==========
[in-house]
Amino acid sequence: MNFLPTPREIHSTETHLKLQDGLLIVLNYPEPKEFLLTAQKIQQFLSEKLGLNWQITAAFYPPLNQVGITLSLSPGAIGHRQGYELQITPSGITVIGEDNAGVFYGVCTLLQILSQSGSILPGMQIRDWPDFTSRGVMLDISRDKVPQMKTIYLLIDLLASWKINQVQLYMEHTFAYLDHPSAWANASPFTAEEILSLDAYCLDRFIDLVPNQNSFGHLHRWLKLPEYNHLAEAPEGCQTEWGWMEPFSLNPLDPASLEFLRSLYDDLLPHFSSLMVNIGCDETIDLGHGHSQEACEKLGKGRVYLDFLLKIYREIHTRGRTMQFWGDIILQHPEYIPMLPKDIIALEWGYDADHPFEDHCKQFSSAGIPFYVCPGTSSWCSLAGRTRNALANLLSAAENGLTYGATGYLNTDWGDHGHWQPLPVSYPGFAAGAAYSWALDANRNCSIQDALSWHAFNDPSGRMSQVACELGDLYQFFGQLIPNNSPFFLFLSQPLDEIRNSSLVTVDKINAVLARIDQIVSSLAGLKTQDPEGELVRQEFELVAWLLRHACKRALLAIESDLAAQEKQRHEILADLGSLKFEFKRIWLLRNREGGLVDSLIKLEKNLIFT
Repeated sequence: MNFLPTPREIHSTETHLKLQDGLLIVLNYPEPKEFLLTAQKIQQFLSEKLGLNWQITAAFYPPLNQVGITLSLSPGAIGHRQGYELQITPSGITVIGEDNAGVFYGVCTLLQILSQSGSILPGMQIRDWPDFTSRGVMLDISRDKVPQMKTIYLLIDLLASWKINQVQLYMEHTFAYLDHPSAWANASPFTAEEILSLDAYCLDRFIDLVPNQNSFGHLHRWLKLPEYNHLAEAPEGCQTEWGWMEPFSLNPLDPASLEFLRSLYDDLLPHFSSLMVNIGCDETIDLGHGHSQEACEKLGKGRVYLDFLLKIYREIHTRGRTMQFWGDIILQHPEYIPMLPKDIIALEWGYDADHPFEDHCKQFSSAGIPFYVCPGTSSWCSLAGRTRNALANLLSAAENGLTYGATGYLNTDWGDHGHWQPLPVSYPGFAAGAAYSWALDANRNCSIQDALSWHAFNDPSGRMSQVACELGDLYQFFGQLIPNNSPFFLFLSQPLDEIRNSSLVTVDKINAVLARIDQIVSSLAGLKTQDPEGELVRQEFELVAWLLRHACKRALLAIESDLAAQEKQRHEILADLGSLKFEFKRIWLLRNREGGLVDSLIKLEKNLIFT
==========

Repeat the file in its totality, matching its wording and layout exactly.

[in-house]
Amino acid sequence: MNFLPTPREIHSTETHLKLQDGLLIVLNYPEPKEFLLTAQKIQQFLSEKLGLNWQITAAFYPPLNQVGITLSLSPGAIGHRQGYELQITPSGITVIGEDNAGVFYGVCTLLQILSQSGSILPGMQIRDWPDFTSRGVMLDISRDKVPQMKTIYLLIDLLASWKINQVQLYMEHTFAYLDHPSAWANASPFTAEEILSLDAYCLDRFIDLVPNQNSFGHLHRWLKLPEYNHLAEAPEGCQTEWGWMEPFSLNPLDPASLEFLRSLYDDLLPHFSSLMVNIGCDETIDLGHGHSQEACEKLGKGRVYLDFLLKIYREIHTRGRTMQFWGDIILQHPEYIPMLPKDIIALEWGYDADHPFEDHCKQFSSAGIPFYVCPGTSSWCSLAGRTRNALANLLSAAENGLTYGATGYLNTDWGDHGHWQPLPVSYPGFAAGAAYSWALDANRNCSIQDALSWHAFNDPSGRMSQVACELGDLYQFFGQLIPNNSPFFLFLSQPLDEIRNSSLVTVDKINAVLARIDQIVSSLAGLKTQDPEGELVRQEFELVAWLLRHACKRALLAIESDLAAQEKQRHEILADLGSLKFEFKRIWLLRNREGGLVDSLIKLEKNLIFT
Repeated sequence: MNFLPTPREIHSTETHLKLQDGLLIVLNYPEPKEFLLTAQKIQQFLSEKLGLNWQITAAFYPPLNQVGITLSLSPGAIGHRQGYELQITPSGITVIGEDNAGVFYGVCTLLQILSQSGSILPGMQIRDWPDFTSRGVMLDISRDKVPQMKTIYLLIDLLASWKINQVQLYMEHTFAYLDHPSAWANASPFTAEEILSLDAYCLDRFIDLVPNQNSFGHLHRWLKLPEYNHLAEAPEGCQTEWGWMEPFSLNPLDPASLEFLRSLYDDLLPHFSSLMVNIGCDETIDLGHGHSQEACEKLGKGRVYLDFLLKIYREIHTRGRTMQFWGDIILQHPEYIPMLPKDIIALEWGYDADHPFEDHCKQFSSAGIPFYVCPGTSSWCSLAGRTRNALANLLSAAENGLTYGATGYLNTDWGDHGHWQPLPVSYPGFAAGAAYSWALDANRNCSIQDALSWHAFNDPSGRMSQVACELGDLYQFFGQLIPNNSPFFLFLSQPLDEIRNSSLVTVDKINAVLARIDQIVSSLAGLKTQDPEGELVRQEFELVAWLLRHACKRALLAIESDLAAQEKQRHEILADLGSLKFEFKRIWLLRNREGGLVDSLIKLEKNLIFT